Your previously normal horse has developed lameness, which you notice as a stiff, short-strided gait that is worse on the turns and worse on hard ground. Giving your horse phenylbutazone (Bute) dramatically improves the signs of lameness for a period of time, but the lameness persists and gets slightly worse. With these clinical signs, the fear of many horse owners is that the horse is developing navicular disease, and that the horse's career might be finished. Obtaining a very accurate diagnosis is very important in these cases, as numerous conditions or problems other than navicular disease can lead to similar clinical signs.

Historically, navicular disease has referred to a chronic forelimb lameness resulting from pain originating in or near the navicular bone, with horses often having abnormal radiographic signs involving the navicular bone. With the dramatic changes that have taken place in the imaging of bones and soft tissues (scintigraphy, ultrasonography, computed tomography or CT, and magnetic resonance imaging or MRI), we have learned that a wide variety of tissues other than the navicular bone can be involved in creating pain in the heel region of the horse's foot.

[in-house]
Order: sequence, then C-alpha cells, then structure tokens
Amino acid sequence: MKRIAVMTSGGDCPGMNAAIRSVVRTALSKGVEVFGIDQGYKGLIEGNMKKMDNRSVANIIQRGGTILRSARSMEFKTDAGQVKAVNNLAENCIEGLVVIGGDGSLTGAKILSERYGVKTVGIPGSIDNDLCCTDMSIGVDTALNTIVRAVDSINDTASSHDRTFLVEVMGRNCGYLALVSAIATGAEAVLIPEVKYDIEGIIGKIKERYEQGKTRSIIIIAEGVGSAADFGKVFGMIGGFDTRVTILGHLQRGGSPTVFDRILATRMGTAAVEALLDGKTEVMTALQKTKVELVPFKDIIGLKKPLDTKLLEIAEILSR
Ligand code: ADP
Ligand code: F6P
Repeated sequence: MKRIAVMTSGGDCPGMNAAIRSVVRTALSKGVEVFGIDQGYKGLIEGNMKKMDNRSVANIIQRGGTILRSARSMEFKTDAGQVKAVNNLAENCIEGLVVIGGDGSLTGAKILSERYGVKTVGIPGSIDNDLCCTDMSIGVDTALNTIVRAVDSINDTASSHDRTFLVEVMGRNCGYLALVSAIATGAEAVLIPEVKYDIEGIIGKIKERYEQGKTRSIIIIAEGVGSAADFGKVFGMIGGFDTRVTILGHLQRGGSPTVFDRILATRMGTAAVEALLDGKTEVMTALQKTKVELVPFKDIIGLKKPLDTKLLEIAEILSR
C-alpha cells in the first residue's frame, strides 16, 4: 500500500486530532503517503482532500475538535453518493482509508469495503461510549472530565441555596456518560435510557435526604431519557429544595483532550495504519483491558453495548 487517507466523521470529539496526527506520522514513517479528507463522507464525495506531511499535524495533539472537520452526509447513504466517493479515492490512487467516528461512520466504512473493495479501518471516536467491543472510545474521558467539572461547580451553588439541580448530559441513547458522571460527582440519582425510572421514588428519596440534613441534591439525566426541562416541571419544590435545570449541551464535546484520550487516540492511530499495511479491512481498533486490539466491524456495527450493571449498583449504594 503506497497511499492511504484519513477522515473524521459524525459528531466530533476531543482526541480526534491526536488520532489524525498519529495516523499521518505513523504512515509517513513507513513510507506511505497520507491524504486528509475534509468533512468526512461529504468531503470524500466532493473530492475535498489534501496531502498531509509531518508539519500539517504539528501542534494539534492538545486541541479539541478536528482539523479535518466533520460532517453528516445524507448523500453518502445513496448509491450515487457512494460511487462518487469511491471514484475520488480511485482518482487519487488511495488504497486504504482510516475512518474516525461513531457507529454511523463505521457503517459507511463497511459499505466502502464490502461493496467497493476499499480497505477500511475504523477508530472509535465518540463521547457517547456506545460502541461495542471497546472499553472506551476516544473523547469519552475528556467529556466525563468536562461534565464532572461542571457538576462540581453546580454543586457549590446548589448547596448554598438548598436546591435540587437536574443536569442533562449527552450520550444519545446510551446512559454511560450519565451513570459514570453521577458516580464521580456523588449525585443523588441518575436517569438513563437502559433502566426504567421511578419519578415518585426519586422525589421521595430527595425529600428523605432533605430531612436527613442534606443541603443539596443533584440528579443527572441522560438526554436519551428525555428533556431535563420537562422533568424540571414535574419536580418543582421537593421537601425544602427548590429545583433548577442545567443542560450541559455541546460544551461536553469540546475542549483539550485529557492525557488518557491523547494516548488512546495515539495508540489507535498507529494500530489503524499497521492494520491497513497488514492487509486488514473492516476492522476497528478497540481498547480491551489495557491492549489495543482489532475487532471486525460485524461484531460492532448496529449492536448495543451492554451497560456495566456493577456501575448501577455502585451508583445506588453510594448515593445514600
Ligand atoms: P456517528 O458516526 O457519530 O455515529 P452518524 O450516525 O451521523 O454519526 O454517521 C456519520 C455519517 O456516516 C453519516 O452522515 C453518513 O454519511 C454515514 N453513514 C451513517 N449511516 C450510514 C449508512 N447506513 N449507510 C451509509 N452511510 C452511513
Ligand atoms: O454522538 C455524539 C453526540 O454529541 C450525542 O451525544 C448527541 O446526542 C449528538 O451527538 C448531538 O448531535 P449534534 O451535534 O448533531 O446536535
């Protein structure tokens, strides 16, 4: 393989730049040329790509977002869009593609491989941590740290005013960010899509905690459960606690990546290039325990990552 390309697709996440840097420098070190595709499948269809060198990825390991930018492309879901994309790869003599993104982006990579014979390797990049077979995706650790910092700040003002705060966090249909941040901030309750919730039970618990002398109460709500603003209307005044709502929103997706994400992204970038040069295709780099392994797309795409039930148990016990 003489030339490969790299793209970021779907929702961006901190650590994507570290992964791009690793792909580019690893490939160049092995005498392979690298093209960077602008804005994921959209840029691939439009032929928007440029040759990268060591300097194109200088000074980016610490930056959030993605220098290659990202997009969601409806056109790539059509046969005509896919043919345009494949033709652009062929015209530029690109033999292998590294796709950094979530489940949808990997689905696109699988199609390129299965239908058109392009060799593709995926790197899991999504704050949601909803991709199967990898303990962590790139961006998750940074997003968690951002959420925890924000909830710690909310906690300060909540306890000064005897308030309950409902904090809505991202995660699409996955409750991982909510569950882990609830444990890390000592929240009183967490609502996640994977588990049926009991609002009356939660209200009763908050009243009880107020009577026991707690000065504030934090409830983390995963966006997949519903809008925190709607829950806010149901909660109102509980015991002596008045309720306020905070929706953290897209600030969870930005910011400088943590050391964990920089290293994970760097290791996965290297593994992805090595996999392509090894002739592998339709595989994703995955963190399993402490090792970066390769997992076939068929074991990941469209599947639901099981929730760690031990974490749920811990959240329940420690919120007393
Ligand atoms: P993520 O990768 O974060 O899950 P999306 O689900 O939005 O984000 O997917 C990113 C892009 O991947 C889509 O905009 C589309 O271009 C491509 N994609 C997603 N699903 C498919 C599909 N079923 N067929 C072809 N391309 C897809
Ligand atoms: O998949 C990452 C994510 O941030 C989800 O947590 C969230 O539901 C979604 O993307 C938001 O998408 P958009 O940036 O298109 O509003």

Anatomically, the navicular bone acts as a pulley to redirect the direction of the forces that are applied through the deep digital flexor tendon (DDFT) as it courses to attach onto the distal phalanx (coffin bone) within the foot. The navicular bone is suspended in this position by supporting ligaments, both on its proximal (upper) and distal (lower) surfaces. Between the DDFT and the navicular bone lies the navicular bursa, a small fluid-filled sac that ensures good gliding motion between these two structures during locomotion. In some horses with pain originating from the heel region of the foot, only one of these structures might be involved. In other horses, many of these tissues can be involved. The diagnostic workup is structured to help determine which of th